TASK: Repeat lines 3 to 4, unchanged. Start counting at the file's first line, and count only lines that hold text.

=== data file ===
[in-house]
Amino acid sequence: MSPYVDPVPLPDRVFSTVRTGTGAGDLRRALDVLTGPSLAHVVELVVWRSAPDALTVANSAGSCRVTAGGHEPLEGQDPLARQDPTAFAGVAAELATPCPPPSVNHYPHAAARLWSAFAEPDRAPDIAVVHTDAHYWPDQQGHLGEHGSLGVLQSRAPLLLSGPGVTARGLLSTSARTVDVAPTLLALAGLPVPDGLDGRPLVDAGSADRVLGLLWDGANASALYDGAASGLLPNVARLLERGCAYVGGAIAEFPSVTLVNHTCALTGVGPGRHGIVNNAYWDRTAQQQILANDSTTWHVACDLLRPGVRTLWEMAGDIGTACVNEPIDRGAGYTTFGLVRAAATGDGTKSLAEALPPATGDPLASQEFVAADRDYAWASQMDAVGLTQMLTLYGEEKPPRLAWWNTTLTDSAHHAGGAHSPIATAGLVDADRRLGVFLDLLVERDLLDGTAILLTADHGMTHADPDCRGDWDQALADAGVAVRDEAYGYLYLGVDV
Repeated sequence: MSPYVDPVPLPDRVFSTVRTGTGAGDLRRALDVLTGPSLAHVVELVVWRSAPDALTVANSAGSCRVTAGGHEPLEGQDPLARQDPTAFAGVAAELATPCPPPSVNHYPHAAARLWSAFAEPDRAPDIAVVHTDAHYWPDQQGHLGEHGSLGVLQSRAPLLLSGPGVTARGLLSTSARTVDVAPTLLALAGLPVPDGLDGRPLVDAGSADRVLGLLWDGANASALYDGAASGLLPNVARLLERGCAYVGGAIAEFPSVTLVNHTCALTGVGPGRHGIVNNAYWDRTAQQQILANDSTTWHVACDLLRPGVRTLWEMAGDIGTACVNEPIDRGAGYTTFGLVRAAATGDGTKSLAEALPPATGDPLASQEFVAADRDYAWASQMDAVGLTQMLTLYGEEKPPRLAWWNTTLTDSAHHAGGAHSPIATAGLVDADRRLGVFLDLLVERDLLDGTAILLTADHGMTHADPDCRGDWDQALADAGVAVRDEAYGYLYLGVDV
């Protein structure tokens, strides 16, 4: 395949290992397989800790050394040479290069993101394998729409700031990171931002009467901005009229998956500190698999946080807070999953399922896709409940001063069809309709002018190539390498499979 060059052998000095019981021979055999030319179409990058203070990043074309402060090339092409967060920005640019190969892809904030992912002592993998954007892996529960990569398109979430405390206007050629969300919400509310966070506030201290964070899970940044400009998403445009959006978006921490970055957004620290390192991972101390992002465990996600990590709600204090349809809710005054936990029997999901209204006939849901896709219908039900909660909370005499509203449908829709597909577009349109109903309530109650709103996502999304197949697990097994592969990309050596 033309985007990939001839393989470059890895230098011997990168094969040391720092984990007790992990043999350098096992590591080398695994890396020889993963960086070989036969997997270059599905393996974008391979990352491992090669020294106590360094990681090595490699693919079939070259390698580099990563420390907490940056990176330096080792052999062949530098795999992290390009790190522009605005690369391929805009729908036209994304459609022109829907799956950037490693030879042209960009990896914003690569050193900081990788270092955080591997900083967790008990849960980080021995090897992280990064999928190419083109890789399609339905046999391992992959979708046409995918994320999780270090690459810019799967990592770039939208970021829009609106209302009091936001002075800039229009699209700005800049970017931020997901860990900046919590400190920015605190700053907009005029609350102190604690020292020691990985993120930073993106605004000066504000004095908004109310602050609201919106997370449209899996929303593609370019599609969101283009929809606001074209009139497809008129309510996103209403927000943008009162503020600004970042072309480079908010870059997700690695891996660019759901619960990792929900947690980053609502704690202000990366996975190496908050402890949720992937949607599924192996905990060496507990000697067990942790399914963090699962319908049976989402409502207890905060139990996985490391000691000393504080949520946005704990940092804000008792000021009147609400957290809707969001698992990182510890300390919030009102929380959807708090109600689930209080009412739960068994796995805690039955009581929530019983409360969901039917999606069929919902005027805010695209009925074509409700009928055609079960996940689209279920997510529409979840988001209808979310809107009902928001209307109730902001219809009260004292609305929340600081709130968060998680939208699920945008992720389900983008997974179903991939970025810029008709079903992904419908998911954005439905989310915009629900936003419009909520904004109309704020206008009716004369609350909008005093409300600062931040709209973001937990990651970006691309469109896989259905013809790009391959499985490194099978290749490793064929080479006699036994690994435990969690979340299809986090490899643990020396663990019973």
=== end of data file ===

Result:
Repeated sequence: MSPYVDPVPLPDRVFSTVRTGTGAGDLRRALDVLTGPSLAHVVELVVWRSAPDALTVANSAGSCRVTAGGHEPLEGQDPLARQDPTAFAGVAAELATPCPPPSVNHYPHAAARLWSAFAEPDRAPDIAVVHTDAHYWPDQQGHLGEHGSLGVLQSRAPLLLSGPGVTARGLLSTSARTVDVAPTLLALAGLPVPDGLDGRPLVDAGSADRVLGLLWDGANASALYDGAASGLLPNVARLLERGCAYVGGAIAEFPSVTLVNHTCALTGVGPGRHGIVNNAYWDRTAQQQILANDSTTWHVACDLLRPGVRTLWEMAGDIGTACVNEPIDRGAGYTTFGLVRAAATGDGTKSLAEALPPATGDPLASQEFVAADRDYAWASQMDAVGLTQMLTLYGEEKPPRLAWWNTTLTDSAHHAGGAHSPIATAGLVDADRRLGVFLDLLVERDLLDGTAILLTADHGMTHADPDCRGDWDQALADAGVAVRDEAYGYLYLGVDV
């Protein structure tokens, strides 16, 4: 395949290992397989800790050394040479290069993101394998729409700031990171931002009467901005009229998956500190698999946080807070999953399922896709409940001063069809309709002018190539390498499979 060059052998000095019981021979055999030319179409990058203070990043074309402060090339092409967060920005640019190969892809904030992912002592993998954007892996529960990569398109979430405390206007050629969300919400509310966070506030201290964070899970940044400009998403445009959006978006921490970055957004620290390192991972101390992002465990996600990590709600204090349809809710005054936990029997999901209204006939849901896709219908039900909660909370005499509203449908829709597909577009349109109903309530109650709103996502999304197949697990097994592969990309050596 033309985007990939001839393989470059890895230098011997990168094969040391720092984990007790992990043999350098096992590591080398695994890396020889993963960086070989036969997997270059599905393996974008391979990352491992090669020294106590360094990681090595490699693919079939070259390698580099990563420390907490940056990176330096080792052999062949530098795999992290390009790190522009605005690369391929805009729908036209994304459609022109829907799956950037490693030879042209960009990896914003690569050193900081990788270092955080591997900083967790008990849960980080021995090897992280990064999928190419083109890789399609339905046999391992992959979708046409995918994320999780270090690459810019799967990592770039939208970021829009609106209302009091936001002075800039229009699209700005800049970017931020997901860990900046919590400190920015605190700053907009005029609350102190604690020292020691990985993120930073993106605004000066504000004095908004109310602050609201919106997370449209899996929303593609370019599609969101283009929809606001074209009139497809008129309510996103209403927000943008009162503020600004970042072309480079908010870059997700690695891996660019759901619960990792929900947690980053609502704690202000990366996975190496908050402890949720992937949607599924192996905990060496507990000697067990942790399914963090699962319908049976989402409502207890905060139990996985490391000691000393504080949520946005704990940092804000008792000021009147609400957290809707969001698992990182510890300390919030009102929380959807708090109600689930209080009412739960068994796995805690039955009581929530019983409360969901039917999606069929919902005027805010695209009925074509409700009928055609079960996940689209279920997510529409979840988001209808979310809107009902928001209307109730902001219809009260004292609305929340600081709130968060998680939208699920945008992720389900983008997974179903991939970025810029008709079903992904419908998911954005439905989310915009629900936003419009909520904004109309704020206008009716004369609350909008005093409300600062931040709209973001937990990651970006691309469109896989259905013809790009391959499985490194099978290749490793064929080479006699036994690994435990969690979340299809986090490899643990020396663990019973």